In one of the states in our American south, over 33% of the population is functionally illiterate. In another southern state, officials project out the number of future prison cells they need to construct on the basis of the percentage of eight year old children who fail their reading tests in the eighth grade. The social costs of illiteracy are staggeringly high.

Many independent booksellers respond to this crisis by partnering with various literacy organizations in our communities. There is a bookseller in Connecticut, Roxanne Cody, who established a program called Read To Grow that gives a book to every newborn child in her town. Her initiative was expanded to include the entire state of Connecticut. Reading experts tell us that the single most effective action parents can take with children to assure they successfully master literacy skills is to read to them when they are very young, because from then on they associate reading with being loved. The social impact of a program like this is incalculable.

In Washtenaw County, which is where I live, around 12% of the adult population is functionally illiterate. The city in which I live, Ann Arbor, is the home of the University of Michigan, one of the great public universities in the United States. Recently the University announced they are partnering with Google to digitize the contents of the University library system, the eventual goal being a digitized universal library of all the world’s books.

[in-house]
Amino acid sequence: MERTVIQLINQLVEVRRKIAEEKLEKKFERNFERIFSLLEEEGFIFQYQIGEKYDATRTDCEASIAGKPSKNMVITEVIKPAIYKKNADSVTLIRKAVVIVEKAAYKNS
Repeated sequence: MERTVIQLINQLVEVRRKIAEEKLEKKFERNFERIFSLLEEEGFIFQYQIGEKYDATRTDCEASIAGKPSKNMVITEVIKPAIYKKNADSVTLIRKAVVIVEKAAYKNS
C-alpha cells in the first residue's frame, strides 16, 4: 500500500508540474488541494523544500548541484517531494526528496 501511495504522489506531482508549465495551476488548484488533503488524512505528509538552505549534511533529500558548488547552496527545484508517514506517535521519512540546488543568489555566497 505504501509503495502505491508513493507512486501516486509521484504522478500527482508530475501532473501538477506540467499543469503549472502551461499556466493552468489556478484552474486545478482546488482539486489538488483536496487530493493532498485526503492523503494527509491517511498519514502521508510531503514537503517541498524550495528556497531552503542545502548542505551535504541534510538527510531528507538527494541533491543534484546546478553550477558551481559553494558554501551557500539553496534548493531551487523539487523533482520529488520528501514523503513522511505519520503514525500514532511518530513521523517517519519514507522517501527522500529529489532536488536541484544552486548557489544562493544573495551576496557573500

I mention this to make the point that I live—as we all do—simultaneously in multiple worlds. In this complex world and at this pivotal moment in our history we all need to be as clear as possible about what we stand for and what we value.

Late last year Doris Lessing was awarded the Nobel Prize for Literature, and in her acceptance speech she asked us to imagine a recently literate young mother in southern Africa proudly reading Anna Karenina. Lessing said she thinks this girl who was talking about books and an education when she had not eaten for three days “may yet define us.” I believe she is correct.

The social, political and ecological issues we all face are absolutely daunting, and we need a literate citizenry with attention spans long enough to honor the complexity and subtlety of these problems. I first heard the phrase deep literacy from my friend Paul Yamazaki, and I believe this is where we begin to solve our problems—with a commitment to deep literacy.

I want to end by telling you how delighted I am to be in this room with you today. As booksellers, we stand at a key cultural intersection. We help bring ideas to the marketplace, and we encourage conversations about these ideas. Ours is a noble and important profession.

Thank you.

Karl Pohrt
Shaman Drum Bookshop
Ann Arbor, Michigan